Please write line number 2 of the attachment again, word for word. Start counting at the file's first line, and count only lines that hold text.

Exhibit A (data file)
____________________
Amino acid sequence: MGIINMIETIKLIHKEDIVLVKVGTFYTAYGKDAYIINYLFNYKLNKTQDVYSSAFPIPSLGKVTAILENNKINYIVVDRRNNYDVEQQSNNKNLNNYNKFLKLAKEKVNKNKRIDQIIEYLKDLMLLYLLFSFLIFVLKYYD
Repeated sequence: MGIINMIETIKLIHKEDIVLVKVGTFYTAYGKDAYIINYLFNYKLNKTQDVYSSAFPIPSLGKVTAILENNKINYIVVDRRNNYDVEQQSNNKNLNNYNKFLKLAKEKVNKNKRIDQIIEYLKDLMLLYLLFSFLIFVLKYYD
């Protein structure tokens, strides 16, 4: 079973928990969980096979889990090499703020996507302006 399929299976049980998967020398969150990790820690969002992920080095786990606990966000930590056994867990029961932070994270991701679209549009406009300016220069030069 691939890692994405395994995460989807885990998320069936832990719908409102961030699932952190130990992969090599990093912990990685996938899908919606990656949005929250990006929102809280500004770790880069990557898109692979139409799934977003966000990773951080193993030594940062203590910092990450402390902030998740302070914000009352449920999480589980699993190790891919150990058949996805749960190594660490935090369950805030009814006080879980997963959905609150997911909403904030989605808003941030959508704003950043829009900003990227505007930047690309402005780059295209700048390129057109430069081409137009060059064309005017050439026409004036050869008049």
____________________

Repeated sequence: MGIINMIETIKLIHKEDIVLVKVGTFYTAYGKDAYIINYLFNYKLNKTQDVYSSAFPIPSLGKVTAILENNKINYIVVDRRNNYDVEQQSNNKNLNNYNKFLKLAKEKVNKNKRIDQIIEYLKDLMLLYLLFSFLIFVLKYYD